Leiden Law Blog

ESMA’s role as European Supervisory Authority

ESMA’s role as European Supervisory Authority

Recently, the Court of Justice of the European Union (the Court) handed out a judgment in a case on the European regulation of short selling that might well be seen as a landmark case for EU law in general. Although the subject matter of the case pertains to the short selling Regulation, the importance of the case transcends the realm of financial law and will be significant for both the interpretation of the so-called Meroni doctrine as well for the scope of Article 114 TFEU.

In short, the facts of the case are as follows. The UK objected to Art. 28 of the European Short Selling Regulation (SSR) that awards the European Securities and Markets Authorities (ESMA, which is one of the three ‘new’ European Supervisory Authorities since 1 January 2011) with ‘interventionist’ powers. The UK thus questioned the validity of this article. I will focus on two of its four main arguments. The first being whether constitutional limits that follow from the Meroni case (known as the Meroni doctrine) oppose the transfer of the powers as granted to ESMA in Art. 28 SSR since these would entail a large measure of discretion. The second question is whether or not Art. 114 TFEU is the correct (and a sufficient) legal basis for the adoption of Art. 28 SSR. The Court firstly decided that the powers available to ESMA under Art. 28 SSR do not entail a measure of discretion contrary to the Meroni doctrine since these are precisely delineated and amenable to judicial review in the light of the objectives established by the delegating authority. Furthermore it stated that Art. 114 TFEU can carry Art. 28 SSR, firstly because it aims at harmonising Member States’ regulation on short selling and secondly because it is actually and objectively apparent that it aims to improve the conditions for the establishment and functioning of the internal market.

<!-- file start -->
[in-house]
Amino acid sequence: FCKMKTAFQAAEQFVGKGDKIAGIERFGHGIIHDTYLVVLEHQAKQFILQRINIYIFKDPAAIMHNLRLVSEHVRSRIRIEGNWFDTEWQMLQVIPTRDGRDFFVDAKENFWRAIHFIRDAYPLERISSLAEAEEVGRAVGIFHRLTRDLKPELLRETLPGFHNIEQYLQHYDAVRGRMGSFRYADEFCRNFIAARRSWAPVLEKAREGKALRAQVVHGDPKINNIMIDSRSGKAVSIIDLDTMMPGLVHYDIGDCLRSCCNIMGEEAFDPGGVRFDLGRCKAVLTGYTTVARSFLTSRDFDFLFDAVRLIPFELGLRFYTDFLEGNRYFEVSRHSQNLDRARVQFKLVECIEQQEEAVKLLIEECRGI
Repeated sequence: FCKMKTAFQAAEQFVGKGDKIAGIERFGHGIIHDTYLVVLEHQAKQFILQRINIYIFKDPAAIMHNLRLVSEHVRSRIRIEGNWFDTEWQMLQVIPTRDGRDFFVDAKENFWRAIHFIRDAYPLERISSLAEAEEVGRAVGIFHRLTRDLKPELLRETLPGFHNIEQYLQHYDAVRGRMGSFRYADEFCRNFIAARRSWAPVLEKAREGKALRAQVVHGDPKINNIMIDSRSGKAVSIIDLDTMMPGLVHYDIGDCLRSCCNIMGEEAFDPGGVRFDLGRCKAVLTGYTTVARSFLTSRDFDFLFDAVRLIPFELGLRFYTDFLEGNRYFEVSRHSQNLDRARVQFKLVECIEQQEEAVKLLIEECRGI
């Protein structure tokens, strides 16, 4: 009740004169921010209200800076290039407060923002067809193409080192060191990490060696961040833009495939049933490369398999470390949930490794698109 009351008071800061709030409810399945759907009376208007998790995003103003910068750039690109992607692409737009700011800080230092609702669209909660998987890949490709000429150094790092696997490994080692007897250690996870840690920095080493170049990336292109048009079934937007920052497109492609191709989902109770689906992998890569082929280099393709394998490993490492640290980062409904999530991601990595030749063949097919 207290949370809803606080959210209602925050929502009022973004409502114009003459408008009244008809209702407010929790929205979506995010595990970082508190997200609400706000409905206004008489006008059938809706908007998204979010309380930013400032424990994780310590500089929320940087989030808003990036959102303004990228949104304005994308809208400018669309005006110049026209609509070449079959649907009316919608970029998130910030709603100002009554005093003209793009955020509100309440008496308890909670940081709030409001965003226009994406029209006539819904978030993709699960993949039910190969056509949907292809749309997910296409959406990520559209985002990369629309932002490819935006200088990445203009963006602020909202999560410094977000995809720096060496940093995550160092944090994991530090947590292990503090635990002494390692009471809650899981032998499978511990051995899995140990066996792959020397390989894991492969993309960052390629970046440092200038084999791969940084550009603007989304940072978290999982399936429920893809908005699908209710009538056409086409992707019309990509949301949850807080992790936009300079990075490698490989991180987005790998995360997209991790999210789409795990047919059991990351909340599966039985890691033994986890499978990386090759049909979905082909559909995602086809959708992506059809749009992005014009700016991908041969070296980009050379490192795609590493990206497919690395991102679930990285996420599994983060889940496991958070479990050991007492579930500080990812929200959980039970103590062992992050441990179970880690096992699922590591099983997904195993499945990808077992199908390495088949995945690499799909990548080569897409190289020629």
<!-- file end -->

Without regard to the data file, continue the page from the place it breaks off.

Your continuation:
The outcome of the case was eagerly awaited by financial markets and financial authorities alike because this was a first litmus test (albeit an indirect one) to see whether or not ESMA’s role as a supervisor of national supervisors would hold up against the light of the constitutional limits of the Treaties for the conferral of powers. The reasoning of the Court is disputable. Art. 28 SSR provides ESMA with the powers to overrule the (in)decision of national supervisory authorities albeit under exceptional and highly conditioned circumstances, namely when the orderly functioning and integrity of financial markets or the stability of the whole or part of the financial system in the Union are threatened (See Art. 9(5) SSR). These powers seem not to be aimed at the harmonisation of national regulations, but rather at elevating to the EU level, and more precisely to ESMA, an intervention competence. This was also the opinion of AG Jääskinen. And the main objective as I see it, is not to improve the functioning of the internal market, but rather to safeguard the stability of the financial system by prohibiting or restricting certain financial activities (in some cases).

For now, the ESMA can take a deep breath, relieved in the knowledge that it can use its powers as provided for in Art. 28 SSR. I am not sure what to think of the overall outcome of the Court yet. However, I am sure that some of the arguments on the use of Art. 114 TFEU as the correct legal basis in this specific case are less than convincing and I wonder not if, but when the first (academia, practitioners, market makers?) will come forward to object to the (implicit) transferal of interventionist powers to the Union via the 114 TFEU route.

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